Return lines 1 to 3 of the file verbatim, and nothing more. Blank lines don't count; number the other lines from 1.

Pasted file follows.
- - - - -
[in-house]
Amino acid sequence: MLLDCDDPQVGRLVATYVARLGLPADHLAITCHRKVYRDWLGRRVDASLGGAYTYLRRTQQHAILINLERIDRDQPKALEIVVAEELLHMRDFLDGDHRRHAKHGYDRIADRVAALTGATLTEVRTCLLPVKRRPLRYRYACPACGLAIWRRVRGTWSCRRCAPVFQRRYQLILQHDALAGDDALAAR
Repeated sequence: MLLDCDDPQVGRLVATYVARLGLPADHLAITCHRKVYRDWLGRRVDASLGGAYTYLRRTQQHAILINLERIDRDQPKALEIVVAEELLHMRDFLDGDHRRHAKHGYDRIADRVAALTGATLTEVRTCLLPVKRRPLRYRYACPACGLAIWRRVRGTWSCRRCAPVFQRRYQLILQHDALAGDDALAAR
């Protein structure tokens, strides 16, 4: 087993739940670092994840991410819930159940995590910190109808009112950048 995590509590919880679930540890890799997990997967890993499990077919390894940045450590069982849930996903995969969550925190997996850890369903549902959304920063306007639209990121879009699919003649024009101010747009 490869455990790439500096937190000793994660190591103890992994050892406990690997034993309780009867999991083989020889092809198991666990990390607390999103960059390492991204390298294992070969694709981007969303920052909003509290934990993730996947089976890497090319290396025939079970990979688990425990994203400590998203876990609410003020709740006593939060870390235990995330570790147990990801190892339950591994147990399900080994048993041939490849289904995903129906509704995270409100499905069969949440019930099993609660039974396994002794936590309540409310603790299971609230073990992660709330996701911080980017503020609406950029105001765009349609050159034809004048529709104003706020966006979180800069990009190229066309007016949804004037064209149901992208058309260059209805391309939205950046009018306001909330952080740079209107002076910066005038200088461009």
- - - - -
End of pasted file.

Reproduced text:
[in-house]
Amino acid sequence: MLLDCDDPQVGRLVATYVARLGLPADHLAITCHRKVYRDWLGRRVDASLGGAYTYLRRTQQHAILINLERIDRDQPKALEIVVAEELLHMRDFLDGDHRRHAKHGYDRIADRVAALTGATLTEVRTCLLPVKRRPLRYRYACPACGLAIWRRVRGTWSCRRCAPVFQRRYQLILQHDALAGDDALAAR
Repeated sequence: MLLDCDDPQVGRLVATYVARLGLPADHLAITCHRKVYRDWLGRRVDASLGGAYTYLRRTQQHAILINLERIDRDQPKALEIVVAEELLHMRDFLDGDHRRHAKHGYDRIADRVAALTGATLTEVRTCLLPVKRRPLRYRYACPACGLAIWRRVRGTWSCRRCAPVFQRRYQLILQHDALAGDDALAAR